The Feeling that Will Never Have an Explanation

I’m writing this on February 28, 2021, and I hear a train a mile away as the crow flies. When the wind blows a certain way, its whistle is as loud as if that train was passing through the valley that is my backyard.

On February 28, 1983, two weeks before my due date, the last episode of M*A*S*H aired. It was a Monday, and I was curled up on the couch (as much as a nine-months pregnant woman could be) when an overwhelming fear crept over me. Something terrible was going to happen to someone I loved.

The baby was kicking, so I didn’t think it was her. No, it was my husband. I knew it, like you can feel rain coming when there’s an ache in your knees.

Bruce was at play practice, then he was going bowling because it was league night, so I called my aunt first. Practice was at the high school across the street from her house and Bruce always parked in her driveway.

“Hi, Mavis, it’s Lynn.” I tried not to sound as panicked as I felt.

“Hi, there. How are you feeling?”

“I’m fine. Hey, is Bruce’s car still there?”

“Let me go look.” She set down the phone. A few seconds later: “No, it’s gone.”

“OK, thanks…”

“Is everything alright?” she asked.

“Yes, yes, everything is fine. I…I just need to ask him something is all. I’ll talk to you soon. Bye!” I hung up before she could ask any more questions.

The feeling wouldn’t let go and I started shaking. I called the bowling alley. Another Mavis answered. She owned the place. Kindest woman you’d ever meet.

“Hey, this is Lynn Bouwman. Is Bruce there yet?”

“Hi, honey, how are you? Yeah, he’s here, I’ll get him.”

I heard the fryer frying French fries, bowling pins knocked around, and muffled voices laughing. I wished I was there, at a place as normal as life gets.

A minute later, Bruce picked up the phone.

“Hey!”

“Hey…I know this sounds stupid, but would you come home?”

“What’s wrong? Is the baby alright?”

I started to cry. “Everything’s fine, just…please come home.”

“Sure, I’ll be right there.”

Five minutes later, I heard a train whistle.

A year before, we were driving home from a wedding dance. It was so foggy we couldn’t see the ditch on either side of the dirt road. Bruce stopped several yards before the tracks and rolled down the windows to listen for a train. It was unlikely he’d see an engine light, he explained. After several moments of quiet, we crossed safely, but I sensed something; something similar to what I felt now, like the tracks had a dreadful power.

I paced the living room. Bruce would be crossing the tracks at that exact moment. I was convinced that, acting on my obtuse feeling, I had killed him.

Soon, headlights shined on the garage door.

I was a sobbing mess when he walked in. I told him about the inexplicable chill and how frightened I was and he chuckled and hugged me as tight as he could.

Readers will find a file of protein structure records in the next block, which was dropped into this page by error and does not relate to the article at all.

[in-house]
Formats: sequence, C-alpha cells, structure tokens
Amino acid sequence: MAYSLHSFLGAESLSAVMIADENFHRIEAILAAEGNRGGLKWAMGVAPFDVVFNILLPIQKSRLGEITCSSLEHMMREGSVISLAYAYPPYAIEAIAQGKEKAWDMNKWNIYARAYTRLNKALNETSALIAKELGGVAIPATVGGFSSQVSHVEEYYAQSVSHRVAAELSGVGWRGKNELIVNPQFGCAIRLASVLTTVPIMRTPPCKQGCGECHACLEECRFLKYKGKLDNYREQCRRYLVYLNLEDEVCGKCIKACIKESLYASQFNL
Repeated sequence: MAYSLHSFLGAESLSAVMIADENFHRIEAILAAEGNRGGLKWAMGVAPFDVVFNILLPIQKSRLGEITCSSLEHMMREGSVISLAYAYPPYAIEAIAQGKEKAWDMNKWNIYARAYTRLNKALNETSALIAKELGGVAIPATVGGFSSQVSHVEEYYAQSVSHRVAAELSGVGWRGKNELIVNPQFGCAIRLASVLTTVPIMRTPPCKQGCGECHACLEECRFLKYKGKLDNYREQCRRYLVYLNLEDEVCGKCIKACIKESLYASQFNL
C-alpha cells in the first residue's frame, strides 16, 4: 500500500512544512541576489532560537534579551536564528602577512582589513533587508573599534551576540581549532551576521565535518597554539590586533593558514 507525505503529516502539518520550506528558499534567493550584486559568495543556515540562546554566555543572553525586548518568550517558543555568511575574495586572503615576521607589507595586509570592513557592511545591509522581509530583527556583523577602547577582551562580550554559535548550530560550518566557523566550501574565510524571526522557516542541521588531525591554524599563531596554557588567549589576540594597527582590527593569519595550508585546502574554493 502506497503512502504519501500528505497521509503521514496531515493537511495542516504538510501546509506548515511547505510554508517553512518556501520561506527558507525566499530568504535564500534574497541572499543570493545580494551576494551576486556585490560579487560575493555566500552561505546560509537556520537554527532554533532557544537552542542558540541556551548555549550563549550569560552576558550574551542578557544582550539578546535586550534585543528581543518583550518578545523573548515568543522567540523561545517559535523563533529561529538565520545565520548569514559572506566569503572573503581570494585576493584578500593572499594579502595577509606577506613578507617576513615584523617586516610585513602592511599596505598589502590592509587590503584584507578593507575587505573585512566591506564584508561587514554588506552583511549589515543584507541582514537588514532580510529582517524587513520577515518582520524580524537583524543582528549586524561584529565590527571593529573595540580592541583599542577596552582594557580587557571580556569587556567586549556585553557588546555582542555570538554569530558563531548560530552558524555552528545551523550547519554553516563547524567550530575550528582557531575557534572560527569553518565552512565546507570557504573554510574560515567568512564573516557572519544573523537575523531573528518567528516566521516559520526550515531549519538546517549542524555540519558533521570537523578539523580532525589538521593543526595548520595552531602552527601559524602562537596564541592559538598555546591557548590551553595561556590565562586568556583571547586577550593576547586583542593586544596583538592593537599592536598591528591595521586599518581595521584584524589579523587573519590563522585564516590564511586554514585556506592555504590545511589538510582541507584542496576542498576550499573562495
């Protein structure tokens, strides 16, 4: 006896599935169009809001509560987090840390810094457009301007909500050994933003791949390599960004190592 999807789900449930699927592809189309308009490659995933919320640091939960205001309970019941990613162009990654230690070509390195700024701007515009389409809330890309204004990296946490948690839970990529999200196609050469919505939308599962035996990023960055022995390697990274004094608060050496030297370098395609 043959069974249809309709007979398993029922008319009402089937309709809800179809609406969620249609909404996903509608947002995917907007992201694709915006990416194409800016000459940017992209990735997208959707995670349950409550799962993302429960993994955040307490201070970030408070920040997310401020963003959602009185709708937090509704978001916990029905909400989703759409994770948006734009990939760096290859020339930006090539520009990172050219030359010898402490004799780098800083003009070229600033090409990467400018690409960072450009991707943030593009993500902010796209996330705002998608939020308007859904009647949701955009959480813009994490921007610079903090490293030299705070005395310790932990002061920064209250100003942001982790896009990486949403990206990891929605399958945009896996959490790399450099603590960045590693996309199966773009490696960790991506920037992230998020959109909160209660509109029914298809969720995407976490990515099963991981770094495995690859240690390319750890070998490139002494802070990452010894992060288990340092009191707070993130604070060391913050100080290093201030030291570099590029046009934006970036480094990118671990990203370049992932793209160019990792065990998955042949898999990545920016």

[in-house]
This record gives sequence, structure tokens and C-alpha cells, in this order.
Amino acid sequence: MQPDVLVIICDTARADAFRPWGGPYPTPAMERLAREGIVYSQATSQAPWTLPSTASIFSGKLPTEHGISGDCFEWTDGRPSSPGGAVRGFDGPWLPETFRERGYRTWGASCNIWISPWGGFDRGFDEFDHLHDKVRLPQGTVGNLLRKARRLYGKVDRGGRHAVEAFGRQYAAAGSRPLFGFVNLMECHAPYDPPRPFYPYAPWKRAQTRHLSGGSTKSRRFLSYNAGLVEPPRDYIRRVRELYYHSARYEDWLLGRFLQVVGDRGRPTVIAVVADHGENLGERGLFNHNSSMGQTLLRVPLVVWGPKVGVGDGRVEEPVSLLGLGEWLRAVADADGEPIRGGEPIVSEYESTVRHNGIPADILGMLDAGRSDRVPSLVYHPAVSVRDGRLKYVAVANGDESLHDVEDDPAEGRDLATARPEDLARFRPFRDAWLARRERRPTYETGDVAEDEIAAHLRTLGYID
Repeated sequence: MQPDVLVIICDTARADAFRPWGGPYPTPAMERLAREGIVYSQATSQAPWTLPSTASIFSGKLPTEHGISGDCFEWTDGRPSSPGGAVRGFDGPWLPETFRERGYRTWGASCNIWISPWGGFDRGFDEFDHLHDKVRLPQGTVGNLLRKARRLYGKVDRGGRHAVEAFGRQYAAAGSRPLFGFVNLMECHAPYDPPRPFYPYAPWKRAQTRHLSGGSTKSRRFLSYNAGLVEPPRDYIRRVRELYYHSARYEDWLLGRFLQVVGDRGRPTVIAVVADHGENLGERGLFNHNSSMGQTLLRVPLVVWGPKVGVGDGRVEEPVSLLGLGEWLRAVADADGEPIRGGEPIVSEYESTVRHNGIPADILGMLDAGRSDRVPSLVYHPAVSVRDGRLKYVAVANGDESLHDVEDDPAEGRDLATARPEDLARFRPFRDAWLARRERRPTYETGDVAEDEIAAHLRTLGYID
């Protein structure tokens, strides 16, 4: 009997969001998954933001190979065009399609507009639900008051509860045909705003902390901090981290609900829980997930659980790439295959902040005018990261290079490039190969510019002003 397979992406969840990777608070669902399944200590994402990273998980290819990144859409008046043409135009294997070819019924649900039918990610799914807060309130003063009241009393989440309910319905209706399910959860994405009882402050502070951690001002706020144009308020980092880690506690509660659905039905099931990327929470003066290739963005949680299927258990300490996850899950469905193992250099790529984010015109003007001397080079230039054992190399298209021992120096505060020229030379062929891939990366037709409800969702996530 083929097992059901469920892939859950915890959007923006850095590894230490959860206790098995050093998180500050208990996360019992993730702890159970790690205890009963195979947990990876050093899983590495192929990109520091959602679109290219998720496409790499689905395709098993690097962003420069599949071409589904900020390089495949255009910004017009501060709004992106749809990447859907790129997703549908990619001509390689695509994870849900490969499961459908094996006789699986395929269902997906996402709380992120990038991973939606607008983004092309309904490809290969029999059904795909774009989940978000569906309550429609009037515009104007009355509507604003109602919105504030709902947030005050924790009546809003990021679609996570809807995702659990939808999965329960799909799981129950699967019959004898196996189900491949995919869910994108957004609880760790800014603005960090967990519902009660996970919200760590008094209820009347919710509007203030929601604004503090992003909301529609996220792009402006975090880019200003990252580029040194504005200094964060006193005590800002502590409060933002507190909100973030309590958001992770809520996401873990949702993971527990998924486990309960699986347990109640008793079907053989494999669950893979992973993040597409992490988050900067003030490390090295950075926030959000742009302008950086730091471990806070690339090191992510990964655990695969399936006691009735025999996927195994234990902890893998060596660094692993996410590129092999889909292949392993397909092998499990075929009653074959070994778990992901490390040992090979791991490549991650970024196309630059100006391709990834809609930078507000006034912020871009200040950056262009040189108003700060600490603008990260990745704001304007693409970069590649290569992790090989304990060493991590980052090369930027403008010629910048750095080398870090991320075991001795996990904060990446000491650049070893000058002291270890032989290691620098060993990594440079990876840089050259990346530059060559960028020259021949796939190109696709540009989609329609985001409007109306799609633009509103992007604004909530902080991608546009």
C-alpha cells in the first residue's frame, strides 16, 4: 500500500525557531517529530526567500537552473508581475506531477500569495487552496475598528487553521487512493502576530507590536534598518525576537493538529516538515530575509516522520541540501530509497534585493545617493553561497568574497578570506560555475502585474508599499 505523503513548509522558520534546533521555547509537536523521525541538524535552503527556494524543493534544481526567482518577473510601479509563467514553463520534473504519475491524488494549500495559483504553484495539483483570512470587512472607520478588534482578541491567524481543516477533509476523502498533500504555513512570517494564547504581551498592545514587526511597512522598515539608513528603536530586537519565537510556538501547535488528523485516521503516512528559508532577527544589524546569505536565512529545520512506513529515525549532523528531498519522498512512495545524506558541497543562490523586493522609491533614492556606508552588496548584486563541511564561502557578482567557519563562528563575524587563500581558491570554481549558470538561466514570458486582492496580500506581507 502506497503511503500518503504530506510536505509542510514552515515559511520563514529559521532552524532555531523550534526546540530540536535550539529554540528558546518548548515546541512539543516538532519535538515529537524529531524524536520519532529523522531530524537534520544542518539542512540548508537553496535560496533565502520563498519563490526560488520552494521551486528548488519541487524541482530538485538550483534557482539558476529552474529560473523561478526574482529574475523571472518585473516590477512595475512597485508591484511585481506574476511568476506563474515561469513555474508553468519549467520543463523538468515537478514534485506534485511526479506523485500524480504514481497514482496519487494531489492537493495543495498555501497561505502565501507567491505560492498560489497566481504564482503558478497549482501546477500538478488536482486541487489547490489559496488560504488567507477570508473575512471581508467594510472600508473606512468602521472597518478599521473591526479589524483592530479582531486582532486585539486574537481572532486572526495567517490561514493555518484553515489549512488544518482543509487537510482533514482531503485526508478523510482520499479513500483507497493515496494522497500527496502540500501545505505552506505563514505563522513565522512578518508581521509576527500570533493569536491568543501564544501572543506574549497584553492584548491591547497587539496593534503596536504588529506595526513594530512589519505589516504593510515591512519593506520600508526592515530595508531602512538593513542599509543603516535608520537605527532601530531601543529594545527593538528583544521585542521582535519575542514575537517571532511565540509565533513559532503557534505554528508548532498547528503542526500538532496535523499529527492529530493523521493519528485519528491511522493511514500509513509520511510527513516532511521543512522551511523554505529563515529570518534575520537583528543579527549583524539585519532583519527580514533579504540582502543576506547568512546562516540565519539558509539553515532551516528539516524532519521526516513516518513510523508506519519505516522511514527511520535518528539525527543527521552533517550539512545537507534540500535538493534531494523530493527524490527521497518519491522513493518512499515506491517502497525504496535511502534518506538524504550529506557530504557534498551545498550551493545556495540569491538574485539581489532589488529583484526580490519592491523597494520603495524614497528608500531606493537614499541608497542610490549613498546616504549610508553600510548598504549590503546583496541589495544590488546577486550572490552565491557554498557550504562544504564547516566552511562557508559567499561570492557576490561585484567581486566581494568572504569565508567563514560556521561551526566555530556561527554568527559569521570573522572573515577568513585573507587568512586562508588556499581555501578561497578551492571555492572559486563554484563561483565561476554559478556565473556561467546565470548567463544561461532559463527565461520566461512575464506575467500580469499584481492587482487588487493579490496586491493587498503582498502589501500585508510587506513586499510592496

“Honey, I’m fine,” he whispered.

We finished watching M*A*S*H while I lay with my head in his lap. He stroked my hair and I tried to make sense of what I was feeling. Afterwards, we talked about death and what we would want for the other if one of us died because, you know, that was never going to happen. At least not for a long time. He said he’d want me to move on. I told him he wasn’t allowed to marry any of his former girlfriends. We laughed, but that gnawing in my gut was still there.

Three weeks later, Bruce’s tractor was struck by a train as he drove across those tracks. He was killed instantly.

I’ve thought a lot over the years about that feeling I had watching M*A*S*H that night, and I’ve considered its purpose. Was it some supernatural force preparing me, trying to soften the blow of what was to come? Was it there because I was nineteen and pregnant and predisposed to being afraid of my own shadow? Or was it just the spaghetti I had for dinner disagreeing with me?

I’ll never know. Or maybe I will.

What I do when I think about that night is remember seeing the headlights on the garage and the relief of that moment, the feeling of his fingers through my hair, his reassuring voice, and his love and normalness. Bruce always kept me in the present. And I will forever miss that.

A random photo of Bruce.
Not a great photo, but this is the couch I cried on and where we watched a lot of cartoons in the middle of the night while I nursed very baby Carlene. That blanket on the left? It’s on my bed. I will forever love that blanket, that baby, and that man.

7 thoughts on “The Feeling that Will Never Have an Explanation

  1. I am so, so sorry…..My God, how cruel and incomprehensible life can be.

    I know he never wanted to leave you and your daughter, and that he loves you both forever, too.
    I hope you can feel it.

  2. Sharyn expressed so beautifully a response to the impossible finality and suddenness of your (and your daughter’s) loss. I was also married and pregnant at 19 years old. The “random photo” of Bruce shows such kindness captured in his face and stance.

    1. He was very kind indeed 🙂 You’re one of only a handful of women I “know” who have been married, 19 and pregnant…it’s a neat club!

  3. Such an incredible and vivid story. Thank you for sharing it. My dad, David Mohn, was the pastor at Jasper Evangelical Lutheran Church then. I was 2. I remember him telling me about you and Bruce when I was older. You made such an impression on him. I hope you and Carlene are well.

    1. Hello, Linnea, so nice to hear from you! I remember you when you were a baby/small child. It was such a profound and difficult time on so many levels and for so many people, including your father, when Bruce died. I don’t know how I would have gotten through it without your dad. I hope this finds you well. I know you’re not two anymore!

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